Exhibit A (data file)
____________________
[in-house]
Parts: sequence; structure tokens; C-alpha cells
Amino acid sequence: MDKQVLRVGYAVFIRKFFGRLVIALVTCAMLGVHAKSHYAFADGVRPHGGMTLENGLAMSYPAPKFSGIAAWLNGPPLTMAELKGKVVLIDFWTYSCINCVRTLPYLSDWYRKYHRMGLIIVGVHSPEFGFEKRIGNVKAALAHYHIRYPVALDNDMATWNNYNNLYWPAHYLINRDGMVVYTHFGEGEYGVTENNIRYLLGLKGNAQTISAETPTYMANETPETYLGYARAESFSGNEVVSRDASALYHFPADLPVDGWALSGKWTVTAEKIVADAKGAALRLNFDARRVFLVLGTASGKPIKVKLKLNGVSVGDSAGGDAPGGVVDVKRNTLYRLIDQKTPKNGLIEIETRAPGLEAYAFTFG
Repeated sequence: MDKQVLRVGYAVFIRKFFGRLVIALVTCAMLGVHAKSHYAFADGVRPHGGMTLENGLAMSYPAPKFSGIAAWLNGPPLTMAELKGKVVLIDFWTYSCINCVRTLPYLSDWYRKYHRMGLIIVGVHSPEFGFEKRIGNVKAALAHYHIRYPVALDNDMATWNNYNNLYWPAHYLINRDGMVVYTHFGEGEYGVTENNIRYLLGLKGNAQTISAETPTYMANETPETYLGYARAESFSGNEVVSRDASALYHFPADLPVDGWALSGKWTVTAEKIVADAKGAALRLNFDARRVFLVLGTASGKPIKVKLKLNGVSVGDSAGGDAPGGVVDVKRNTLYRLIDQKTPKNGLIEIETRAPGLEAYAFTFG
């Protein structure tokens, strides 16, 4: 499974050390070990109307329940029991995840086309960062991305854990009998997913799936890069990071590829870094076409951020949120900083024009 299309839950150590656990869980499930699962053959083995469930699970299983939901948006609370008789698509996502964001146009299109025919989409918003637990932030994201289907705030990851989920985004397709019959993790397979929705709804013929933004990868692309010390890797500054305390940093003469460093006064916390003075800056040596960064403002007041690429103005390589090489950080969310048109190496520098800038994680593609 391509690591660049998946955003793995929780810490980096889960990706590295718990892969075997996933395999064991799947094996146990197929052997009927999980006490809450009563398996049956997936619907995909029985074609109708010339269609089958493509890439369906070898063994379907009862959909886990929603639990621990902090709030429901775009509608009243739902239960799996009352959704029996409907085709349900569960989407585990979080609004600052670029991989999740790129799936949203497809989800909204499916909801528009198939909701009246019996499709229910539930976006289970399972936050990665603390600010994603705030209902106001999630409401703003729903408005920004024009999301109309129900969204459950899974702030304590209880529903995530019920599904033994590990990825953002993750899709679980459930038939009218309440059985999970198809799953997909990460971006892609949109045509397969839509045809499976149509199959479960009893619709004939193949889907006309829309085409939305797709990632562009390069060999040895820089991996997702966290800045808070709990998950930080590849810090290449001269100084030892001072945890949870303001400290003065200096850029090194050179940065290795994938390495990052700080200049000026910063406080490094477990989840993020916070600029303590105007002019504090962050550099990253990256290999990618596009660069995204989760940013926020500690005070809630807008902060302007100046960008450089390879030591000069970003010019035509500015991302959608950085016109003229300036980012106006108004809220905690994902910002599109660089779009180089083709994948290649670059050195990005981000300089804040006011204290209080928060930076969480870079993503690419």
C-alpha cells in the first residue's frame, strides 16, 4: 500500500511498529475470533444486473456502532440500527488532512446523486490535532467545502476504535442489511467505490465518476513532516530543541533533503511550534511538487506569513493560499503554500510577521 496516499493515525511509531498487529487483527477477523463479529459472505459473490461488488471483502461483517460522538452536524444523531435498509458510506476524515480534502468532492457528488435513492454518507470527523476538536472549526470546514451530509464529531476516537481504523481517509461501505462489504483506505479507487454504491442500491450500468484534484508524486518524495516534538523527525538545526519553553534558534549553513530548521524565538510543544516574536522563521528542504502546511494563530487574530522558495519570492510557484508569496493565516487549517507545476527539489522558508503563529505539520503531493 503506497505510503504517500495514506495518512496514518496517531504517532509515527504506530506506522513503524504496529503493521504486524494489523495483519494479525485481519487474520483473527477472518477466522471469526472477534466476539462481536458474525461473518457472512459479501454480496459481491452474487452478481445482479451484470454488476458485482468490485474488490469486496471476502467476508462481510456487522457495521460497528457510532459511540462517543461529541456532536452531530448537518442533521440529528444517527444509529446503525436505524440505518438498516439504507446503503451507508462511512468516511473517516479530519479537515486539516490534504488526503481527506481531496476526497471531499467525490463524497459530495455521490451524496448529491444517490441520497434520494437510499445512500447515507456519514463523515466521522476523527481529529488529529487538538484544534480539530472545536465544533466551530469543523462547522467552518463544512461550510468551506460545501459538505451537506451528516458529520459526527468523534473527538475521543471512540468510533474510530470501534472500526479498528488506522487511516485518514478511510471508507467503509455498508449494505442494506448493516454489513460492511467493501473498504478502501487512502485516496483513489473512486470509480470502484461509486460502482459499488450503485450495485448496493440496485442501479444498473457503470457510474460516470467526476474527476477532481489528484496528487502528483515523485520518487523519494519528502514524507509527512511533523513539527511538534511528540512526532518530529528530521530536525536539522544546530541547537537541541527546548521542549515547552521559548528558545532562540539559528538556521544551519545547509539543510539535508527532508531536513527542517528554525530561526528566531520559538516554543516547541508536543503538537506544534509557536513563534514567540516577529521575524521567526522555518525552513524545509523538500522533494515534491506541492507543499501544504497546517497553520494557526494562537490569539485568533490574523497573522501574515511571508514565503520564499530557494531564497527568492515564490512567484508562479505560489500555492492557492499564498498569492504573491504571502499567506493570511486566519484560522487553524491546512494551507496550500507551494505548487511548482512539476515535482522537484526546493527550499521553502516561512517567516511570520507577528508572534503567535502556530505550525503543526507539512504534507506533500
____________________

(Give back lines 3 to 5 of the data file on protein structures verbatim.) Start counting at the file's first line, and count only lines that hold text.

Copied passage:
Amino acid sequence: MDKQVLRVGYAVFIRKFFGRLVIALVTCAMLGVHAKSHYAFADGVRPHGGMTLENGLAMSYPAPKFSGIAAWLNGPPLTMAELKGKVVLIDFWTYSCINCVRTLPYLSDWYRKYHRMGLIIVGVHSPEFGFEKRIGNVKAALAHYHIRYPVALDNDMATWNNYNNLYWPAHYLINRDGMVVYTHFGEGEYGVTENNIRYLLGLKGNAQTISAETPTYMANETPETYLGYARAESFSGNEVVSRDASALYHFPADLPVDGWALSGKWTVTAEKIVADAKGAALRLNFDARRVFLVLGTASGKPIKVKLKLNGVSVGDSAGGDAPGGVVDVKRNTLYRLIDQKTPKNGLIEIETRAPGLEAYAFTFG
Repeated sequence: MDKQVLRVGYAVFIRKFFGRLVIALVTCAMLGVHAKSHYAFADGVRPHGGMTLENGLAMSYPAPKFSGIAAWLNGPPLTMAELKGKVVLIDFWTYSCINCVRTLPYLSDWYRKYHRMGLIIVGVHSPEFGFEKRIGNVKAALAHYHIRYPVALDNDMATWNNYNNLYWPAHYLINRDGMVVYTHFGEGEYGVTENNIRYLLGLKGNAQTISAETPTYMANETPETYLGYARAESFSGNEVVSRDASALYHFPADLPVDGWALSGKWTVTAEKIVADAKGAALRLNFDARRVFLVLGTASGKPIKVKLKLNGVSVGDSAGGDAPGGVVDVKRNTLYRLIDQKTPKNGLIEIETRAPGLEAYAFTFG
């Protein structure tokens, strides 16, 4: 499974050390070990109307329940029991995840086309960062991305854990009998997913799936890069990071590829870094076409951020949120900083024009 299309839950150590656990869980499930699962053959083995469930699970299983939901948006609370008789698509996502964001146009299109025919989409918003637990932030994201289907705030990851989920985004397709019959993790397979929705709804013929933004990868692309010390890797500054305390940093003469460093006064916390003075800056040596960064403002007041690429103005390589090489950080969310048109190496520098800038994680593609 391509690591660049998946955003793995929780810490980096889960990706590295718990892969075997996933395999064991799947094996146990197929052997009927999980006490809450009563398996049956997936619907995909029985074609109708010339269609089958493509890439369906070898063994379907009862959909886990929603639990621990902090709030429901775009509608009243739902239960799996009352959704029996409907085709349900569960989407585990979080609004600052670029991989999740790129799936949203497809989800909204499916909801528009198939909701009246019996499709229910539930976006289970399972936050990665603390600010994603705030209902106001999630409401703003729903408005920004024009999301109309129900969204459950899974702030304590209880529903995530019920599904033994590990990825953002993750899709679980459930038939009218309440059985999970198809799953997909990460971006892609949109045509397969839509045809499976149509199959479960009893619709004939193949889907006309829309085409939305797709990632562009390069060999040895820089991996997702966290800045808070709990998950930080590849810090290449001269100084030892001072945890949870303001400290003065200096850029090194050179940065290795994938390495990052700080200049000026910063406080490094477990989840993020916070600029303590105007002019504090962050550099990253990256290999990618596009660069995204989760940013926020500690005070809630807008902060302007100046960008450089390879030591000069970003010019035509500015991302959608950085016109003229300036980012106006108004809220905690994902910002599109660089779009180089083709994948290649670059050195990005981000300089804040006011204290209080928060930076969480870079993503690419």